51. 51. Beliefs and Belonging
  52. 52. Agelessness A person’s physical age becomes less important as society adapts to the new demographic landscape. New opportuni0es arise for creators and consumers of all ages, though benefits are o_en only for the wealthy.
  53. 53. Care in the Community The desire to ‘age-in-place’ meets a healthcare reform agenda that promotes decentraliza0on. A new care model is customer-centric, caregiver-focused and enhances coordina0on across care sehngs.
  54. 54. Female Choice Dilemma Women in richer economies have greater choice, and with it increased control and influence. This con0nues to drive change and decision-making but globally the baIle for female equality has a long road to travel.
  55. 55. Human Touch As service provision and consump0on becomes ever more digital, automated and algorithmic, those brands that can offer more emo0onal engagement and human-to-human contact become increasingly aIrac0ve.
  56. 56. Keeping The Faith As people move they take their beliefs with them. For many, religion is one of the few remaining aspects of their previous life, key to their iden0ty - stronger than the ci0zenship of their adopted country or the na0on they le_ behind.
  57. 57. Working Longer People are having to work for longer to support longer re0rements. Flexible working prac0ces and policies are emerging, but some employers con0nue to remain ambivalent about older workers.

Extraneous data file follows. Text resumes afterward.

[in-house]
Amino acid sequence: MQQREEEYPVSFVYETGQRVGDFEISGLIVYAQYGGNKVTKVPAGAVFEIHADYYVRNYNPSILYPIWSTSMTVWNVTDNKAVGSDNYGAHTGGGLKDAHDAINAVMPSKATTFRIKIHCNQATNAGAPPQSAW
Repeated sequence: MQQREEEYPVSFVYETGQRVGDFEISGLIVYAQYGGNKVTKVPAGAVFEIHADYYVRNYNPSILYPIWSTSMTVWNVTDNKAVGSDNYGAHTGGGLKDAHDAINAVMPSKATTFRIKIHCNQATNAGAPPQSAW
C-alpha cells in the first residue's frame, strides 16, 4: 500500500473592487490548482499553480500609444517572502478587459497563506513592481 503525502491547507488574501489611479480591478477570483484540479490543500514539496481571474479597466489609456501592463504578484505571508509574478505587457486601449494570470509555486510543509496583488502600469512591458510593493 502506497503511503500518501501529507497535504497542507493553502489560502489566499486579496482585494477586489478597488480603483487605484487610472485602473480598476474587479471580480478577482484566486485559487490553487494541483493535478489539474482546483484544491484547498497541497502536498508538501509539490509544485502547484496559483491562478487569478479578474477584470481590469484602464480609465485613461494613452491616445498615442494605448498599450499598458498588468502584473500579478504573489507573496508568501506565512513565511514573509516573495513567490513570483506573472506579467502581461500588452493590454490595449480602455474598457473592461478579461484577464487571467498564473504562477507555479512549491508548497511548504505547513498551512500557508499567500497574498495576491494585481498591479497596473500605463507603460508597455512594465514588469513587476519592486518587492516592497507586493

58. 58. Power and Influence
  59. 59. Africa Growth With a land mass bigger than India, China, the US and Europe combined, few doubt the scale of the African con0nent and its resources. However, un0l recently, only some have seen it as the growth market that it is fast becoming.
  60. 60. Companies with Purpose As trust in ‘business’ declines, structures and prac0ces of large corpora0ons are under scru0ny. Businesses come under greater pressure to improve performance on environmental, social and governance issues.
  61. 61. Declining Government Influence Na0onal governments’ ability to lead change comes under greater pressure from both above and below - mul0na0onal organisa0ons increasingly set the rules while ci0zens trust and support local and network based ac0ons.
  62. 62. Eco-CivilisaOon Over the past 40 years China has grown apace, mostly without concern for long-term environmental impacts. However, now faced with major challenges, a bright light of sustainable development is emerging.
  63. 63. Rise of Nimby Globalisa0on of trade and travel, with geopoli0cal shi_s from North to South and from West to East, have delivered many benefits for some - but are causing clashes of cultures and a perspec0ve of poli0cal retrenchment for others.
  64. 64. Rise of the Cult of China As China’s economic influence on the world increases there is a rise in the cult of China in popular imagina0ons elsewhere. Myths of both hope and fear will proliferate as China’s cultural influence increases.